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Xavian Insurance Co v. Boeing Capital Corp.

United States District Court, N.D. Illinois, Eastern Division

September 30, 2019

Xavian Insurance Company and Xavian Holdings, Inc. Plaintiffs,
v.
Boeing Capital Corporation and The Boeing Company Defendants.

          MEMORANDUM OPINION AND ORDER

          Honorable Thomas M. Durkin, United States District Judge

         Plaintiffs Xavian Insurance Company and Xavian Holdings, Inc. (together, “Xavian”) seek to disgorge billions of dollars in profits and recover millions of dollars in royalty payments from defendants Boeing Capital Corporation and the Boeing Company (respectively, “BCC” and “Boeing, ” and together “Defendants”) for their alleged misappropriation of trade secrets under the Defend Trade Secrets Act, 18 U.S.C. § 1836 (“DTSA”), and Washington Uniform Trade Secrets Act, Wash. Rev. Code § 19.108 (“WUTSA”). Defendants moved to dismiss for failure to state a claim. R. 50. For the following reasons, Defendants' motion is denied.

         Standard

         A Rule 12(b)(6) motion challenges the “sufficiency of the complaint.” Berger v. Nat. Collegiate Athletic Assoc., 843 F.3d 285, 289 (7th Cir. 2016). A complaint must provide “a short and plain statement of the claim showing that the pleader is entitled to relief, ” Fed.R.Civ.P. 8(a)(2), sufficient to provide defendant with “fair notice” of the claim and the basis for it. Bell Atl. Corp. v. Twombly, 550 U.S. 544, 555 (2007). This standard “demands more than an unadorned, the-defendant-unlawfully-harmed-me accusation.” Ashcroft v. Iqbal, 556 U.S. 662, 678 (2009). While “detailed factual allegations” are not required, “labels and conclusions, and a formulaic recitation of the elements of a cause of action will not do.” Twombly, 550 U.S. at 555. The complaint must “contain sufficient factual matter, accepted as true, to ‘state a claim to relief that is plausible on its face.' ” Iqbal, 556 U.S. at 678 (quoting Twombly, 550 U.S. at 570). “ ‘A claim has facial plausibility when the plaintiff pleads factual content that allows the court to draw the reasonable inference that the defendant is liable for the misconduct alleged.' ” Boucher v. Fin. Sys. of Green Bay, Inc., 880 F.3d 362, 366 (7th Cir. 2018) (quoting Iqbal, 556 U.S. at 678). In applying this standard, the Court accepts all well-pleaded facts as true and draws all reasonable inferences in favor of the non-moving party. Tobey v. Chibucos, 890 F.3d 634, 646 (7th Cir. 2018).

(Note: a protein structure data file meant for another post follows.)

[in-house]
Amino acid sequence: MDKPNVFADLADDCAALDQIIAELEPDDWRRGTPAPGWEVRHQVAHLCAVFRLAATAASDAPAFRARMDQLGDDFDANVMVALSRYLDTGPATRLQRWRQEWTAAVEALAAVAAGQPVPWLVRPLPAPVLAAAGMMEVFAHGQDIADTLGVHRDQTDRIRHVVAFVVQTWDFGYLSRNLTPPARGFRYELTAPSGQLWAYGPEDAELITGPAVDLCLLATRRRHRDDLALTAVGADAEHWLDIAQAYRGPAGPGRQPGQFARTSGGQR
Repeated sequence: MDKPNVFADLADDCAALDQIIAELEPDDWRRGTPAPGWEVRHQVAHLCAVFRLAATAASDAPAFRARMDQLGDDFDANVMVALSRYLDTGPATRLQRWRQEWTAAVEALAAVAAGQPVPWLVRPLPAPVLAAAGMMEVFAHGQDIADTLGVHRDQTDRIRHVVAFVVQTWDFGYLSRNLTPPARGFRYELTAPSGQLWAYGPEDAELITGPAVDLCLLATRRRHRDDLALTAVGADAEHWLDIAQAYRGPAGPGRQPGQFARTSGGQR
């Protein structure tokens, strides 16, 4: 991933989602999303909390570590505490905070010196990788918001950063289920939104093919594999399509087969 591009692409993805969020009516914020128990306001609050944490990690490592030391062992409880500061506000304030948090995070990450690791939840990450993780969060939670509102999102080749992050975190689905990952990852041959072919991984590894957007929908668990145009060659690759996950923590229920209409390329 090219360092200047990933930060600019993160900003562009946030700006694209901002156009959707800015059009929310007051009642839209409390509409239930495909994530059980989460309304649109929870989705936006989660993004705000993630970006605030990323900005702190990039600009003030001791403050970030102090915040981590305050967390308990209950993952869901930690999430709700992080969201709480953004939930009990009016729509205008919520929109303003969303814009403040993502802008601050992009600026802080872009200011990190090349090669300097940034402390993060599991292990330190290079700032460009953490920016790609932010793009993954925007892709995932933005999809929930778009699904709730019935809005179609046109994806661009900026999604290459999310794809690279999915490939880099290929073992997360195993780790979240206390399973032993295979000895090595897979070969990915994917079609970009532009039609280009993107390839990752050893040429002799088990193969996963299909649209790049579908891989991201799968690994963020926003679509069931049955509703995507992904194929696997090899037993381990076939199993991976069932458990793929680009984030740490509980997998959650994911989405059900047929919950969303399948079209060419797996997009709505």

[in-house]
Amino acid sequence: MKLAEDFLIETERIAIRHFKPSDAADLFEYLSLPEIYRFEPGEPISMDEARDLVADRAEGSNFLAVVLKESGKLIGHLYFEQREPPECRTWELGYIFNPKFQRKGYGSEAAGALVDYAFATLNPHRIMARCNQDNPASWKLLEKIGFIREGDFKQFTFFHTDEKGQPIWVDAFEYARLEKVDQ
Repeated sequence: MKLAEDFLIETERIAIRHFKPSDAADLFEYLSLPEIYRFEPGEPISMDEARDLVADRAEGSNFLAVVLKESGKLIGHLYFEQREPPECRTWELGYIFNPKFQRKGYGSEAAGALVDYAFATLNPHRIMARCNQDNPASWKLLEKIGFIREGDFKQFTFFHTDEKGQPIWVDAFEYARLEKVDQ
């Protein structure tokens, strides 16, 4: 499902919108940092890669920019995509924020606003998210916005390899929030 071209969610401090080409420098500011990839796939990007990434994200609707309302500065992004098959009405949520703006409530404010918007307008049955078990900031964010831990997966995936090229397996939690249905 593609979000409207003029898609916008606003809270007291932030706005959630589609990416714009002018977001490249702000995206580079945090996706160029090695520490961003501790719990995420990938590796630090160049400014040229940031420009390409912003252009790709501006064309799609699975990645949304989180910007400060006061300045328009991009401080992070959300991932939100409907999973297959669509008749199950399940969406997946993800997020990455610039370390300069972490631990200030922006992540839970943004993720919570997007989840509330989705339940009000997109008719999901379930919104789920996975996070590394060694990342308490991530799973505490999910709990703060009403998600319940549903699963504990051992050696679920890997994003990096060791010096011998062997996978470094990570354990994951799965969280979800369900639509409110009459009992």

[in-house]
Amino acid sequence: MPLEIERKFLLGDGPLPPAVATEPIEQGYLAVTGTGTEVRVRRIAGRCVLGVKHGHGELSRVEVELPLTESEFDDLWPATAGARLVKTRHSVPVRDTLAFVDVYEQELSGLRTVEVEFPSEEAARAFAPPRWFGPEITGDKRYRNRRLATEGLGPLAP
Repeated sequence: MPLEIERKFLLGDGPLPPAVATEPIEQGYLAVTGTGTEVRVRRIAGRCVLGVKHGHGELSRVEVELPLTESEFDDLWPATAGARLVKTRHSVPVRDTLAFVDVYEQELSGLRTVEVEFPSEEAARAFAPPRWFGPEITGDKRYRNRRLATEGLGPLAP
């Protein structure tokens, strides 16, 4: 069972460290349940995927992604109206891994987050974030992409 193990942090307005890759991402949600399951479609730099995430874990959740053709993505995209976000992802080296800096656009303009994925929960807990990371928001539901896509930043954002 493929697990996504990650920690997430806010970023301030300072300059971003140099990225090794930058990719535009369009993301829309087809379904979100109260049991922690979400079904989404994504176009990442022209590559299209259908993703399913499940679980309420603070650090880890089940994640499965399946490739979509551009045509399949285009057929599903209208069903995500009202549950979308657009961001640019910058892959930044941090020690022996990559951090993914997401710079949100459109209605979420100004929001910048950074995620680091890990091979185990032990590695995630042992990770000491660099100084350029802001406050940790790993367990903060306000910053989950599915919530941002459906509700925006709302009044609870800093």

Background

         Xavian was formed in 2007 to explore a potential business model for the private insurance of aircraft purchases by foreign airlines with poor credit ratings. At that time, the Export-Import Bank of the United States (the “Ex-Im Bank”) had been providing government-backed all-risk export credit guarantees to encourage lenders to finance such purchases; there were no private insurance options. But transactions with the Ex-Im Bank were subject to certain restrictions imposed pursuant to an international agreement, and the Ex-Im Bank's future was uncertain, including because of political opposition. Xavian's founders believed it possible to provide a more flexible approach to financing by offering longer loan terms and lower principal payments. But they needed capital and an investment-grade credit rating in order to be viable. Accordingly, Xavian's founders sought to raise $300 million, and developed: (1) an actuarial analysis defining the loss for given default rates for foreign airlines with below investment grade credit (“actuarial analysis”); and (2) a ratings analysis that credit agencies would use in the event Xavian was successful in entering the private insurance business (“ratings analysis”).

         Xavian retained an actuarial firm to analyze its risk profile in an effort to obtain an investment-grade credit rating, and ultimately persuaded a major credit rating agency to change its rating model for aircraft financing. According to Xavian, this confirmed the viability of a single-A credit rating for its business, provided Xavian could raise enough capital.